For all the ugly nature of the Stalin regime, for all the reprisals and even the banishment of entire peoples, the Stalin regime never set the goal of destroying [those] peoples, so the attempt to put an equal sign between the two is absolutely groundless. This is the first thing.
The second may not be very pleasant for us to admit. But in truth, we, or rather our predecessors, gave cause for this. Why? Because after World War II, we tried to impose our own development model on many Eastern European countries, and we did so by force. This has to be admitted. There is nothing good about this and we are feeling the consequences now. Incidentally, this is more or less what the Americans are doing today, as they try to impose their model on practically the entire world, and they will fail as well.
Kirill Kleymenov: A rehearsal of the parade devoted to the great Victory Day is now taking place at the military testing grounds in Alabino near Moscow. Our camera crew and our colleague Anton Vernitsky are working there.
Anton Vernitsky: We have a working atmosphere here in Alabino. Despite the changeable April weather, army servicemen take part in almost daily training sessions 40 kilometres away from Moscow, where the parade will take place on Red Square on May 9. A record 16,000 servicemen will take part in the May 9 parade on Red Square this year. This has never been the case before. There will be about 200 units of the latest military hardware that many of us have never seen.
In keeping with a sound tradition, the Ministry of Defence invites veterans of the Great Patriotic War to attend the parade and its rehearsals. Today, veterans who took part in this war are our guests of honour here. They have every right to be the first to ask a question. Please, introduce yourself.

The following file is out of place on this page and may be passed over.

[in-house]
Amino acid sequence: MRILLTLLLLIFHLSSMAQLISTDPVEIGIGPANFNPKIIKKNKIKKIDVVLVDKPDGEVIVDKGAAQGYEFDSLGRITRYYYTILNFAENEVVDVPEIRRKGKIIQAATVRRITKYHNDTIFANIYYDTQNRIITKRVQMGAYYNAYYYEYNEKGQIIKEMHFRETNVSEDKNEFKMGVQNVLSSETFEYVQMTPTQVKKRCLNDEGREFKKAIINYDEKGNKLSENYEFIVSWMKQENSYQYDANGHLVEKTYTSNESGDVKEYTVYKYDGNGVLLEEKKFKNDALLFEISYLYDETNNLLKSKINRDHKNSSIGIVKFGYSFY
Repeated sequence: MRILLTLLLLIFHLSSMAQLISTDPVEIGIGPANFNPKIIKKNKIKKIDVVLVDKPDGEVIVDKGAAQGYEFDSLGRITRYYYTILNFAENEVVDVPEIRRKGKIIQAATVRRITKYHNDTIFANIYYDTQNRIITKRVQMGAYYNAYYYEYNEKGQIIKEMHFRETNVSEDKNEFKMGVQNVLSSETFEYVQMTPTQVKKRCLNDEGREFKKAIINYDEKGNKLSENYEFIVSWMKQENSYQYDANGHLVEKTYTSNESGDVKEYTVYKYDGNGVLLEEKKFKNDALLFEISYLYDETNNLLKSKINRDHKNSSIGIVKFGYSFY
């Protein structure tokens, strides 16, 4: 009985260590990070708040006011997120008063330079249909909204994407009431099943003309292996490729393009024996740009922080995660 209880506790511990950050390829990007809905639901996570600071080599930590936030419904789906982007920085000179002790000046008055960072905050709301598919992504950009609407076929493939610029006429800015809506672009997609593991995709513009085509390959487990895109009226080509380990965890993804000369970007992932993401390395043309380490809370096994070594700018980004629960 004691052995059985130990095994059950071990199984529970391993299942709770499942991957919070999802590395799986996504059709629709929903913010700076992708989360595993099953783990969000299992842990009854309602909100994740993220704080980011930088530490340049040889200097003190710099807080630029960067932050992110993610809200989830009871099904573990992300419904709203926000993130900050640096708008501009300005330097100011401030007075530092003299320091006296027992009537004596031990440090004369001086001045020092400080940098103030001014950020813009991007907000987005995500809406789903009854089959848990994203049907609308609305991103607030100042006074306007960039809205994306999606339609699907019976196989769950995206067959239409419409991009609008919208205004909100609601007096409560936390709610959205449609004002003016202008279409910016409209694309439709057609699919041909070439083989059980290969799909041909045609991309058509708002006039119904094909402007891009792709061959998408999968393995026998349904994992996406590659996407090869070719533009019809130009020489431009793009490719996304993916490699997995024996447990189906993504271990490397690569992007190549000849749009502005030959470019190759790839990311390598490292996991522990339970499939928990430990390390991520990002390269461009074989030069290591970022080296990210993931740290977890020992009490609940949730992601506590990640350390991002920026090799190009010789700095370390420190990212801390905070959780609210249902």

Vitaly Kolesov: I’m Vitaly Kolesov, a retired colonel.
I fought near Stalingrad as a 19-year-old battery commander. In the first years of the war, the Red Army, our people, were fighting all of Europe single-handedly, but with our Soviet weapons. Yes, we had allies, but they opened the second front too late, although they sided with us.
Mr Putin, do we have allies now, including those in the struggle against reviving Nazism?
Vladimir Putin: I’ll recall in this context the words of Alexander III, our Emperor, – I think you’ll be pleased to hear this – that Russia has only two allies – its army and navy. Later he told his son that everyone was afraid of our vastness. By the way, there are certain grounds for this.
But in today’s context and speaking seriously, we should primarily look at the current threats. What are these threats? They have already been mentioned – terrorism, xenophobia, organised crime and so on and so forth. Naturally, there are many countries and many people in the world who support our efforts to counter these threats.
We have very good relations within various associations, including an association that was created relatively recently and comprises Brazil, Russia, India, China and South Africa. It’s called BRICS, which is an acronym. There’s also the Shanghai Cooperation Organisation. These are not military blocs. These are our friends with whom we maintain close and growing cooperation.